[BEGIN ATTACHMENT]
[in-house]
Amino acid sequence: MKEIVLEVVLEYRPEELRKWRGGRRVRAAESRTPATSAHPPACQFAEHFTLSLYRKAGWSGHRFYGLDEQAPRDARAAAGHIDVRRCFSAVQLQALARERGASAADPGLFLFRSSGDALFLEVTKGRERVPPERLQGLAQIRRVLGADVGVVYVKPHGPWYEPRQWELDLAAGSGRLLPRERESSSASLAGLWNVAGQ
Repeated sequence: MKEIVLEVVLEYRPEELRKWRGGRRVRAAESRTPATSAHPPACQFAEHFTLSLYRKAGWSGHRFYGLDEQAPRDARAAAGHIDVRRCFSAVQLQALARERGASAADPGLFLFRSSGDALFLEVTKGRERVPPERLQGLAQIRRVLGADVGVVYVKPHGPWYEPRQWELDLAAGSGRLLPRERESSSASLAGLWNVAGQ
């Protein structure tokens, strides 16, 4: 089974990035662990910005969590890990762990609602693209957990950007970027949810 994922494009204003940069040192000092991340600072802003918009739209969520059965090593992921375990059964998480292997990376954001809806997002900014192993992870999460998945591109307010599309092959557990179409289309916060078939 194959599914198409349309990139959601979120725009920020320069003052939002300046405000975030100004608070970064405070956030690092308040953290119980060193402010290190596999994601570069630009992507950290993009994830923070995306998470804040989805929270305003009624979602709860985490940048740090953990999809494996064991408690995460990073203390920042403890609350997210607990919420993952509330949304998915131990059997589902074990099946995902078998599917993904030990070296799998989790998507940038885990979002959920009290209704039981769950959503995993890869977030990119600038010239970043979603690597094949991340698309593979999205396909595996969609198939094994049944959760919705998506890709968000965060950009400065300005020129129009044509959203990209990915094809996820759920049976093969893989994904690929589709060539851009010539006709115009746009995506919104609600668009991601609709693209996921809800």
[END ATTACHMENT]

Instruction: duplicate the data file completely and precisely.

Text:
[in-house]
Amino acid sequence: MKEIVLEVVLEYRPEELRKWRGGRRVRAAESRTPATSAHPPACQFAEHFTLSLYRKAGWSGHRFYGLDEQAPRDARAAAGHIDVRRCFSAVQLQALARERGASAADPGLFLFRSSGDALFLEVTKGRERVPPERLQGLAQIRRVLGADVGVVYVKPHGPWYEPRQWELDLAAGSGRLLPRERESSSASLAGLWNVAGQ
Repeated sequence: MKEIVLEVVLEYRPEELRKWRGGRRVRAAESRTPATSAHPPACQFAEHFTLSLYRKAGWSGHRFYGLDEQAPRDARAAAGHIDVRRCFSAVQLQALARERGASAADPGLFLFRSSGDALFLEVTKGRERVPPERLQGLAQIRRVLGADVGVVYVKPHGPWYEPRQWELDLAAGSGRLLPRERESSSASLAGLWNVAGQ
């Protein structure tokens, strides 16, 4: 089974990035662990910005969590890990762990609602693209957990950007970027949810 994922494009204003940069040192000092991340600072802003918009739209969520059965090593992921375990059964998480292997990376954001809806997002900014192993992870999460998945591109307010599309092959557990179409289309916060078939 194959599914198409349309990139959601979120725009920020320069003052939002300046405000975030100004608070970064405070956030690092308040953290119980060193402010290190596999994601570069630009992507950290993009994830923070995306998470804040989805929270305003009624979602709860985490940048740090953990999809494996064991408690995460990073203390920042403890609350997210607990919420993952509330949304998915131990059997589902074990099946995902078998599917993904030990070296799998989790998507940038885990979002959920009290209704039981769950959503995993890869977030990119600038010239970043979603690597094949991340698309593979999205396909595996969609198939094994049944959760919705998506890709968000965060950009400065300005020129129009044509959203990209990915094809996820759920049976093969893989994904690929589709060539851009010539006709115009746009995506919104609600668009991601609709693209996921809800």